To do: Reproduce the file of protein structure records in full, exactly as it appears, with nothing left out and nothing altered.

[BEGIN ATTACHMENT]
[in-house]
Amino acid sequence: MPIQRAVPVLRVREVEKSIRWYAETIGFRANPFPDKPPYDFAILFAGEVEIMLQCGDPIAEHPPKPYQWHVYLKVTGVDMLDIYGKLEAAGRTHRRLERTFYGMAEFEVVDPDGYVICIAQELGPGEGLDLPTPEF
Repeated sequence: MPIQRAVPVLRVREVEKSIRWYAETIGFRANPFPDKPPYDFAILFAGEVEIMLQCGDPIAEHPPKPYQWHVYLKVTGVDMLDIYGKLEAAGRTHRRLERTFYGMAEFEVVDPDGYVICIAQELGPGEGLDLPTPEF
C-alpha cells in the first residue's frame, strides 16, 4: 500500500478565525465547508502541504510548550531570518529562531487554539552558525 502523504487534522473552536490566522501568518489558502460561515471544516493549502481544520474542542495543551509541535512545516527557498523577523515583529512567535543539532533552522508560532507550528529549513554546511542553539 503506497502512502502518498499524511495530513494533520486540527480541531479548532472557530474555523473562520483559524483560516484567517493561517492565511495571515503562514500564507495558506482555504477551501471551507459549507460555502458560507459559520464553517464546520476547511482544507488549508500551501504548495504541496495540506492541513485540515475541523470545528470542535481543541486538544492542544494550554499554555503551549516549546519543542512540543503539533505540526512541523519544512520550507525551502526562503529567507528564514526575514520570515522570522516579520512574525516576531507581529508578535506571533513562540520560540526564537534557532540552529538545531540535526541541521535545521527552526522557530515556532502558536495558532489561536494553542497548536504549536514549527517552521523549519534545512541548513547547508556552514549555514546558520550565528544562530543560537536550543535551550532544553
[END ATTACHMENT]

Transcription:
[in-house]
Amino acid sequence: MPIQRAVPVLRVREVEKSIRWYAETIGFRANPFPDKPPYDFAILFAGEVEIMLQCGDPIAEHPPKPYQWHVYLKVTGVDMLDIYGKLEAAGRTHRRLERTFYGMAEFEVVDPDGYVICIAQELGPGEGLDLPTPEF
Repeated sequence: MPIQRAVPVLRVREVEKSIRWYAETIGFRANPFPDKPPYDFAILFAGEVEIMLQCGDPIAEHPPKPYQWHVYLKVTGVDMLDIYGKLEAAGRTHRRLERTFYGMAEFEVVDPDGYVICIAQELGPGEGLDLPTPEF
C-alpha cells in the first residue's frame, strides 16, 4: 500500500478565525465547508502541504510548550531570518529562531487554539552558525 502523504487534522473552536490566522501568518489558502460561515471544516493549502481544520474542542495543551509541535512545516527557498523577523515583529512567535543539532533552522508560532507550528529549513554546511542553539 503506497502512502502518498499524511495530513494533520486540527480541531479548532472557530474555523473562520483559524483560516484567517493561517492565511495571515503562514500564507495558506482555504477551501471551507459549507460555502458560507459559520464553517464546520476547511482544507488549508500551501504548495504541496495540506492541513485540515475541523470545528470542535481543541486538544492542544494550554499554555503551549516549546519543542512540543503539533505540526512541523519544512520550507525551502526562503529567507528564514526575514520570515522570522516579520512574525516576531507581529508578535506571533513562540520560540526564537534557532540552529538545531540535526541541521535545521527552526522557530515556532502558536495558532489561536494553542497548536504549536514549527517552521523549519534545512541548513547547508556552514549555514546558520550565528544562530543560537536550543535551550532544553